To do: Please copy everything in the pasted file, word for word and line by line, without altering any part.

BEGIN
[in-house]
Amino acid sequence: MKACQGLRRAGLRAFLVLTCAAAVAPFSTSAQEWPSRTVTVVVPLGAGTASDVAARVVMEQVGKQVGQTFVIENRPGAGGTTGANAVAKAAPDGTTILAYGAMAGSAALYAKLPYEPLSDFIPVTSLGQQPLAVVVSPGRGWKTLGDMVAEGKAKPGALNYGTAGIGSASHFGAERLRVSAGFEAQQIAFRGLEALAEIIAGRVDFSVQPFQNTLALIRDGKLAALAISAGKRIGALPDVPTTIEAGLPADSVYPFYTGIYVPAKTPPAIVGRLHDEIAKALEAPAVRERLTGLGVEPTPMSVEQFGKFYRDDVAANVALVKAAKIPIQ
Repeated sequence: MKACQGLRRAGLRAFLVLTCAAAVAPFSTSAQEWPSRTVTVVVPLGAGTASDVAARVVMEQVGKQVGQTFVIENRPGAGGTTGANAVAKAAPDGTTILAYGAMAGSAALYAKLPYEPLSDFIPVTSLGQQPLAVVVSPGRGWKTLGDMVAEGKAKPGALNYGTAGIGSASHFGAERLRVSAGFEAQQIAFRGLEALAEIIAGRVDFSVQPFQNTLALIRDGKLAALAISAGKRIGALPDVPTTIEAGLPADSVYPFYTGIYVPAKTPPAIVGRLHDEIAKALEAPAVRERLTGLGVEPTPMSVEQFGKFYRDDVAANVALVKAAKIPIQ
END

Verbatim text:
[in-house]
Amino acid sequence: MKACQGLRRAGLRAFLVLTCAAAVAPFSTSAQEWPSRTVTVVVPLGAGTASDVAARVVMEQVGKQVGQTFVIENRPGAGGTTGANAVAKAAPDGTTILAYGAMAGSAALYAKLPYEPLSDFIPVTSLGQQPLAVVVSPGRGWKTLGDMVAEGKAKPGALNYGTAGIGSASHFGAERLRVSAGFEAQQIAFRGLEALAEIIAGRVDFSVQPFQNTLALIRDGKLAALAISAGKRIGALPDVPTTIEAGLPADSVYPFYTGIYVPAKTPPAIVGRLHDEIAKALEAPAVRERLTGLGVEPTPMSVEQFGKFYRDDVAANVALVKAAKIPIQ
Repeated sequence: MKACQGLRRAGLRAFLVLTCAAAVAPFSTSAQEWPSRTVTVVVPLGAGTASDVAARVVMEQVGKQVGQTFVIENRPGAGGTTGANAVAKAAPDGTTILAYGAMAGSAALYAKLPYEPLSDFIPVTSLGQQPLAVVVSPGRGWKTLGDMVAEGKAKPGALNYGTAGIGSASHFGAERLRVSAGFEAQQIAFRGLEALAEIIAGRVDFSVQPFQNTLALIRDGKLAALAISAGKRIGALPDVPTTIEAGLPADSVYPFYTGIYVPAKTPPAIVGRLHDEIAKALEAPAVRERLTGLGVEPTPMSVEQFGKFYRDDVAANVALVKAAKIPIQ